Terminal performance is another area where the 9mm can shine. In my opinion, Winchester ultimately started the advancement in modern commercial expanding projectile technology with their SXT line of projectiles. This early pioneer offered the user everything that a handgun should. It provided deep penetration, controlled expansion, near-perfect weight retention and minimal (yet controlled and designed) jacket separation. Ultimately, "modern bullet technology" is a company's study of FBI and International Wound Ballistics Association testing protocol.
Oftentimes, companies will design their ammunition to perform within these stringent parameters of: projectile weight retention, optimal penetration of 12-18 inches in 10% ordnance grade gel, controlled expansion and at minimum light barrier performance (such as heavy clothing). While this applies to calibers across the board, the often overlooked and imperative key to this is velocity. Ammunition companies typically design their ammunition to perform optimally from the most popular firearm they will be fired from. For the .45 Auto, it would be the M1911’s 5-inch barrel. For the .38 Special (excluding "short barrel"/Micro ammunition), the most likely barrel length would be the 4 to 6-inch barrels found from duty length firearms. The same goes for the 9mm, .357 SIG and .40 S&W. The most likely barrel lengths being the 4 to 5-inch barrel commonly found in duty length arms.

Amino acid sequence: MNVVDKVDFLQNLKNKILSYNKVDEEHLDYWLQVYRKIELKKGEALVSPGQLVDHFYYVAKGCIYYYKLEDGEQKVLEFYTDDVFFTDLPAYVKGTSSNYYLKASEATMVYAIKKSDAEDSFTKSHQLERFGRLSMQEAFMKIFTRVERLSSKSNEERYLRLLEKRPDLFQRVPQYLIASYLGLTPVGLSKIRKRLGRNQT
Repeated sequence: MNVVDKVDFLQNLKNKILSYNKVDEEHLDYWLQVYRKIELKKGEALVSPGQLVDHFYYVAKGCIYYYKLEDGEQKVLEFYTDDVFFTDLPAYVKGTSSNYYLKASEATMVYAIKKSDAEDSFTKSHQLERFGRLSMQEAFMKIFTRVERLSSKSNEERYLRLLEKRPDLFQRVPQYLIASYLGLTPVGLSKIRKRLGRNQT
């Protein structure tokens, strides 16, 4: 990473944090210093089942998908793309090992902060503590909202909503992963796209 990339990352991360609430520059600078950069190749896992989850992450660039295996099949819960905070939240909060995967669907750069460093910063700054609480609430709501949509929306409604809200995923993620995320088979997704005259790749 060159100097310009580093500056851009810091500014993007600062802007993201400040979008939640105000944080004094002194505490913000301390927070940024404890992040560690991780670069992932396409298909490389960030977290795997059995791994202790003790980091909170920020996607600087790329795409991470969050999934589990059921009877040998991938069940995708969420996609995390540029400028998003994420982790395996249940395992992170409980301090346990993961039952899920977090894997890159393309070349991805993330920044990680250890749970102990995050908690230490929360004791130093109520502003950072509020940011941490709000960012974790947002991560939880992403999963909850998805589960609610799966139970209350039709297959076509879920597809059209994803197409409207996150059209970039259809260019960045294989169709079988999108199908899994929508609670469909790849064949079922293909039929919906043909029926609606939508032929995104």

Any deviation from this optimal barrel length in turn, has an effect on the optimal velocity envelope in which the cartridge performs. Dropping even a half inch in barrel length on handguns has an adverse and notable difference in velocity and projectile behavior. This is why cartridges with pre-determined low velocities struggle with any additional drop in velocity, while cartridges with notably higher velocities offer substantially more consistent and reliable performance from subcompact handguns to duty length and beyond. This is where calibers such as the .40 S&W and 9mm shine and consistently surpass calibers such as the .38 Special and .45 Auto. The 9mm further out performs its .40 S&W counterpart, by giving consistently higher velocities from heavy for caliber projectiles in shorter barrels, thus resulting in better projectile performance.
The 9x19mm Luger also offers consistently lighter recoil and thus better recoil mitigation across the board than its other common counterparts. While the .40 S&W does offer a larger diameter projectile, felt recoil and recoil mitigation suffers over the smaller 9mm. This means added training is needed to counteract this increase in recoil. Regardless of the amount of training, simple physics comes into play here, meaning the 9mm will typically produce lighter felt recoil, better recoil mitigation and faster split times between shots. This results in easier, faster and better shot placement for the average user, as well as a slight edge for professionals and well-trained. The end result is faster hits on target.
World Wide Adoption
As 9mm is a NATO standard in terms of handgun cartridges, along with its wide spread usage around the globe and even adoption by both Russia and China, ensures 9mm handguns and ammunition are widely produced. This makes 9mm not only less expensive, but also gives this cartridge substantially wider availability than likely any other handgun cartridge. Anyplace that carries and sells handgun ammunition will offer 9mm. The high production volumes make the 9mm a much more cost-effective and easily obtainable cartridge. This makes high volume shooting, training and more frequent range time possible for your average firearms enthusiast. This is important not only for the average firearm owner, but also police departments with budget constraints.